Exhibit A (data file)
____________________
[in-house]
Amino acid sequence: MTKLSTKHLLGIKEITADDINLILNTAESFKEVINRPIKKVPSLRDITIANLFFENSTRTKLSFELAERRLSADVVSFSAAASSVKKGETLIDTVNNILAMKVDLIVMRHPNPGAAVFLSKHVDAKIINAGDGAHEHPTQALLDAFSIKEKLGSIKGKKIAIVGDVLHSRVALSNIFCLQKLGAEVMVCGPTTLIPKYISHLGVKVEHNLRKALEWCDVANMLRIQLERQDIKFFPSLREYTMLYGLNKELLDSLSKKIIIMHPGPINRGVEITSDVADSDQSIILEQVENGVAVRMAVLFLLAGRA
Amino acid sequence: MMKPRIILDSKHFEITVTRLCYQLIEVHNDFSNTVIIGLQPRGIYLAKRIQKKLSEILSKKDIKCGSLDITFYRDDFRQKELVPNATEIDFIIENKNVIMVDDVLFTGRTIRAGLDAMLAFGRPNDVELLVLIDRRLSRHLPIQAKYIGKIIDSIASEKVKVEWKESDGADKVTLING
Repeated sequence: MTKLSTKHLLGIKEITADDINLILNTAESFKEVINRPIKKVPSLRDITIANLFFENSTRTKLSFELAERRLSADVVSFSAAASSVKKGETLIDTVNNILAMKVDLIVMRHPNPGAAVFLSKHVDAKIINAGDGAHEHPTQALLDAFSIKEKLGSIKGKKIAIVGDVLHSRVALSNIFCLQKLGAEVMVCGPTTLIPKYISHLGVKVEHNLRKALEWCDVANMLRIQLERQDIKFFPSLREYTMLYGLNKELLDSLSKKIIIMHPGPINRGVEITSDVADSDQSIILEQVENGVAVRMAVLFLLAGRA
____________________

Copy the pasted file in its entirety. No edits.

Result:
[in-house]
Amino acid sequence: MTKLSTKHLLGIKEITADDINLILNTAESFKEVINRPIKKVPSLRDITIANLFFENSTRTKLSFELAERRLSADVVSFSAAASSVKKGETLIDTVNNILAMKVDLIVMRHPNPGAAVFLSKHVDAKIINAGDGAHEHPTQALLDAFSIKEKLGSIKGKKIAIVGDVLHSRVALSNIFCLQKLGAEVMVCGPTTLIPKYISHLGVKVEHNLRKALEWCDVANMLRIQLERQDIKFFPSLREYTMLYGLNKELLDSLSKKIIIMHPGPINRGVEITSDVADSDQSIILEQVENGVAVRMAVLFLLAGRA
Amino acid sequence: MMKPRIILDSKHFEITVTRLCYQLIEVHNDFSNTVIIGLQPRGIYLAKRIQKKLSEILSKKDIKCGSLDITFYRDDFRQKELVPNATEIDFIIENKNVIMVDDVLFTGRTIRAGLDAMLAFGRPNDVELLVLIDRRLSRHLPIQAKYIGKIIDSIASEKVKVEWKESDGADKVTLING
Repeated sequence: MTKLSTKHLLGIKEITADDINLILNTAESFKEVINRPIKKVPSLRDITIANLFFENSTRTKLSFELAERRLSADVVSFSAAASSVKKGETLIDTVNNILAMKVDLIVMRHPNPGAAVFLSKHVDAKIINAGDGAHEHPTQALLDAFSIKEKLGSIKGKKIAIVGDVLHSRVALSNIFCLQKLGAEVMVCGPTTLIPKYISHLGVKVEHNLRKALEWCDVANMLRIQLERQDIKFFPSLREYTMLYGLNKELLDSLSKKIIIMHPGPINRGVEITSDVADSDQSIILEQVENGVAVRMAVLFLLAGRA